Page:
by Dimitri Perrin, Heather J. Ruskin, Martin Crane and Ray Walshe
The field of epigenetics looks at changes in the chromosomal structure that affect gene expression without altering DNA sequence. A large-scale modelling project to better understand these mechanisms is gaining momentum.
Early advances in genetics led to the all-genetic paradigm: phenotype (an organism's characteristics/behaviour) is determined by genotype (its genetic make-up). This was later amended and expressed by the well-known formula P = G + E, encompassing the notion that the visible characteristics of a living organism (the phenotype, P) is a combination of hereditary genetic factors (the genotype, G) and environmental factors (E). However, this method fails to explain why in diseases such as schizophrenia we still observe differences between identical twins. Furthermore, the identification of environmental factors (such as smoking and air quality for lung cancer) is relatively rare. The formula also fails to explain cell differentiation from a single fertilized cell.
In the wake of early work by Waddington, more recent results have emphasized that the expression of the genotype can be altered without any change in the DNA sequence. This phenomenon has been tagged as epigenetics. To form the chromosome, DNA strands roll over nucleosomes, which are a cluster of nine proteins (histones), as detailed in Figure 1. Epigenetic mechanisms involve inherited alterations in these two structures, eg through attachment of a functional group to the amino acids (methyl, acetyl and phosphate). These 'stable alterations' arise during development and cell proliferation and persist through cell division. While information within the genetic material is not changed, instructions for its assembly and interpretation may be. Modelling this new paradigm, P = G + E + EpiG, is the object of our study.
To our knowledge, no previous efforts have sought to model directly the mechanisms that affect epigenetic changes. Biological research on epigenetic phenomena is ongoing, but while some very promising articles are being published, most still contain only qualitative descriptions of epigenetic changes. This is not ideal when trying to develop computer-based models, but it is also not unusual. Over a decade ago the basics of HIV infection were understood, but quantitative data were sparse. Yet as early as 1992, differential equation models were proposed, while cell-mediated micro-models date from the 1990s. As more data have become available, these models have improved in sophistication, incorporating features such as shape-space formalism and massively multi-agent, parallel systems.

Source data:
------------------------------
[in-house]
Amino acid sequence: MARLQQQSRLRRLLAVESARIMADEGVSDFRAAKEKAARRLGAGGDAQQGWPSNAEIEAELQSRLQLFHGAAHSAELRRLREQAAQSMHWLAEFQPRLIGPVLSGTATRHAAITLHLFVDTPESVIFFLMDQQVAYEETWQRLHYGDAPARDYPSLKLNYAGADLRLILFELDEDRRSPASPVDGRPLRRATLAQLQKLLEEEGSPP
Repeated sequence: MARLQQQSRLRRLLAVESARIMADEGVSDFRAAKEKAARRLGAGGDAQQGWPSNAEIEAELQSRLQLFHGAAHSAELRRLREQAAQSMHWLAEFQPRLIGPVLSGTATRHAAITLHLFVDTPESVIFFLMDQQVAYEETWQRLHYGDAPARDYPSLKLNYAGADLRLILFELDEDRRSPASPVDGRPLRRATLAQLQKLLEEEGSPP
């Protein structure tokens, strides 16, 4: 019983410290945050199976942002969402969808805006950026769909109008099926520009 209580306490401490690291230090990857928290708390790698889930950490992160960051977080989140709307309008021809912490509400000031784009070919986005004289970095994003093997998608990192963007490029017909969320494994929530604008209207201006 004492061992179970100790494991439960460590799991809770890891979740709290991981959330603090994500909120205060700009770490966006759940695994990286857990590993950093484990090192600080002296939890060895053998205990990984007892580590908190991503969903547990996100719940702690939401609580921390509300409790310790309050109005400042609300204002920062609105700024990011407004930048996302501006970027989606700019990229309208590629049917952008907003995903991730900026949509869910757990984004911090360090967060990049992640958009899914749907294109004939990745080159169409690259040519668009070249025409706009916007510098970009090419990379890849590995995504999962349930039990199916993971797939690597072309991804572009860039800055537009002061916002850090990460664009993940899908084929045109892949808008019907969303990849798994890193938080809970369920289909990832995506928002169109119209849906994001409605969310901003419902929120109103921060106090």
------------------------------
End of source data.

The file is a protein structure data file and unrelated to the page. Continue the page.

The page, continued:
As a first step, we propose a microscopic model for chromatin structures. From the current biological results, it clearly appears that each unit (eg histone, DNA strand or amino acid) has a distinct role in epigenetic changes, and this role can alter depending on the type or location of the unit (eg which particular amino acid, what part of the DNA strand etc). For efficiency, this is best modelled using an object-oriented approach and a C++ implementation. The main objective of this early model is to provide a description and hierarchy for epigenetic changes at the cell level, as well as an investigation into the dynamics and time scales of the changes. These results will then be used to 'feed into' other models. Already in development are approaches such as agent-based modelling of cell differentiation and complex recurrent networks of cancer initiation by epigenetic changes.
Another early model uses Probabilistic Bayesian Networks. These represent a set of variables and their probabilistic dependencies and are constructed as directed acyclic graphs, for which nodes represent variables and arcs encode conditional dependencies between the variables. The variables can be of any type, ie a measured parameter, a latent variable or even a hypothesis. These networks can be used for inference, parameter estimation and refinement, and structure learning. This approach has been successfully used in medicine (eg breast cancer diagnosis) and biology (eg protein structure prediction), and epigenetic mechanisms appear amenable to such techniques.
Though still in its infancy, the project is gaining momentum and early work on the different approaches looks very promising. Active involvement from biologists and medical researchers is currently being sought in order to secure access to data and guarantee model realism (as highlighted by a presentation at the International Agency for Research on Cancer in early December 2007). Previous modelling experience from the group promises sensible integration of the various approaches and efficient implementations. Several publications and presentations are expected in the coming year, all of which will appear on the group's Web site (link below).
School of Computing, Dublin City University, Ireland
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